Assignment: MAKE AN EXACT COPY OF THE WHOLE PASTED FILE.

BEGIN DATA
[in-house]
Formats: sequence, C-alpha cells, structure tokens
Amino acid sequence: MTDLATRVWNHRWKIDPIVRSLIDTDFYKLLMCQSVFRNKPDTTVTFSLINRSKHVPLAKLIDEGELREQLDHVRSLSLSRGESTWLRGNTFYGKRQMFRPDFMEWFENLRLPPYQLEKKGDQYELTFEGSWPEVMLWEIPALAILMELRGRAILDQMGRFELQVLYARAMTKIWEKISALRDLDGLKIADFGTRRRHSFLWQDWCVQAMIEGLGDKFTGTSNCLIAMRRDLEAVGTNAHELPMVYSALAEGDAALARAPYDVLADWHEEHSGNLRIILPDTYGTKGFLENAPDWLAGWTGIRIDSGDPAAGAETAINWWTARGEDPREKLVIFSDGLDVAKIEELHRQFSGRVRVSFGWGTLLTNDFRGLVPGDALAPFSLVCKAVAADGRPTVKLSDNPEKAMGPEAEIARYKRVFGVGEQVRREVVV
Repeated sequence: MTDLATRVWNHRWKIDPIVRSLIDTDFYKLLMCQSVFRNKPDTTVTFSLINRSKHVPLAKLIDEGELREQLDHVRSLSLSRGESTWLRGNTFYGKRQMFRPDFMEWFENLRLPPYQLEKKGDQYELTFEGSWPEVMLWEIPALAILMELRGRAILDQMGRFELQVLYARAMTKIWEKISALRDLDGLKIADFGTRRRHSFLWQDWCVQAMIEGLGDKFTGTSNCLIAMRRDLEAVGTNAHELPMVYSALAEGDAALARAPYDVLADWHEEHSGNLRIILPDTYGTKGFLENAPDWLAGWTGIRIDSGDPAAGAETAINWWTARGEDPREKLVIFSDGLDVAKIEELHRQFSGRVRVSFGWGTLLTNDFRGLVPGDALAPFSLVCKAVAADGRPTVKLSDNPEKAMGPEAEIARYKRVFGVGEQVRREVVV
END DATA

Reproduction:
[in-house]
Formats: sequence, C-alpha cells, structure tokens
Amino acid sequence: MTDLATRVWNHRWKIDPIVRSLIDTDFYKLLMCQSVFRNKPDTTVTFSLINRSKHVPLAKLIDEGELREQLDHVRSLSLSRGESTWLRGNTFYGKRQMFRPDFMEWFENLRLPPYQLEKKGDQYELTFEGSWPEVMLWEIPALAILMELRGRAILDQMGRFELQVLYARAMTKIWEKISALRDLDGLKIADFGTRRRHSFLWQDWCVQAMIEGLGDKFTGTSNCLIAMRRDLEAVGTNAHELPMVYSALAEGDAALARAPYDVLADWHEEHSGNLRIILPDTYGTKGFLENAPDWLAGWTGIRIDSGDPAAGAETAINWWTARGEDPREKLVIFSDGLDVAKIEELHRQFSGRVRVSFGWGTLLTNDFRGLVPGDALAPFSLVCKAVAADGRPTVKLSDNPEKAMGPEAEIARYKRVFGVGEQVRREVVV
Repeated sequence: MTDLATRVWNHRWKIDPIVRSLIDTDFYKLLMCQSVFRNKPDTTVTFSLINRSKHVPLAKLIDEGELREQLDHVRSLSLSRGESTWLRGNTFYGKRQMFRPDFMEWFENLRLPPYQLEKKGDQYELTFEGSWPEVMLWEIPALAILMELRGRAILDQMGRFELQVLYARAMTKIWEKISALRDLDGLKIADFGTRRRHSFLWQDWCVQAMIEGLGDKFTGTSNCLIAMRRDLEAVGTNAHELPMVYSALAEGDAALARAPYDVLADWHEEHSGNLRIILPDTYGTKGFLENAPDWLAGWTGIRIDSGDPAAGAETAINWWTARGEDPREKLVIFSDGLDVAKIEELHRQFSGRVRVSFGWGTLLTNDFRGLVPGDALAPFSLVCKAVAADGRPTVKLSDNPEKAMGPEAEIARYKRVFGVGEQVRREVVV